Gig review: Salsa Celtica/Mayra Andrade


FORGING the Celtic Connection between Cuba and Cape Verde, Salsa Celtica were preceded on stage by the latter island's fastest-rising star, the enchanting young singer Mayra Andrade, who greeted the near-capacity crowd at her debut Scottish gig by saying she hoped to come back soon and often.

Blending her homeland's post-colonial African, Portuguese and Brazilian influences with shades of jazz, pop, funk, reggae and ska, her seductively cool yet lambent voice floated, flirted and yearned over rootsy, slinky backing from her five-piece band, winning a roomful of new fans in an all-too short 40 minutes.

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Salsa Celtica themselves triumphantly pulled out all the stops to celebrate their first 15 years, augmenting their core 11-piece with a guest list that swelled the total cast to around 25, extending the connections to link in the Bronx, Ireland and Spain, taking in Hothouse Flowers frontman Liam Maonlai, Altan accordionist Dermot Byrne, Asturian piper Jose Manuel Tejedor and New York trombonist/flautist Joey de Jesus.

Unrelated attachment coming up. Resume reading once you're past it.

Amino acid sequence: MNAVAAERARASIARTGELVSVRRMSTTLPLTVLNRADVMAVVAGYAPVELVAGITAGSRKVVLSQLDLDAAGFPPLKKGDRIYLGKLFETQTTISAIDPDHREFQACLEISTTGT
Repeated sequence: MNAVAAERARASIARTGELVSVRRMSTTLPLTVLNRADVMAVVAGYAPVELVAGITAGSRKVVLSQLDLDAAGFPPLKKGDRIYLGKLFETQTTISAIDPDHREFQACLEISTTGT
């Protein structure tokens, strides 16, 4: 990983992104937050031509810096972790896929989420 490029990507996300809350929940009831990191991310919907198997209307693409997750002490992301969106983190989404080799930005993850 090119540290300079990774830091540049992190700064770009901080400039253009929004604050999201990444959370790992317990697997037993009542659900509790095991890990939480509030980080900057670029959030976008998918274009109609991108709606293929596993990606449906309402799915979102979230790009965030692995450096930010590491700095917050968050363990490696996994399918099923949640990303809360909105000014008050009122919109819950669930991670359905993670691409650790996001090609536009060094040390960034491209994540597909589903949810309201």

In terms of the folk elements welded so seamlessly into the band's unique musical alloy, there was a virtual contemporary-trad supergroup among the throng, with the guest stars joined by regular collaborators like pipers Ross Ainslie and Jarlath Henderson, fiddlers Chris Stout and Mathieu Watson, Gaelic singer Kathleen MacInnes, harpist Catriona McKay and banjo demon Eamonn Coyne.

With the Latin contingent including a four-strong brass section, three percussionists, and the potently paired voices of Lino Rocha and Ricardo Fernandez Pompa, this thoroughly-rehearsed performance magnificently showcased a group of musicians who have truly come of age.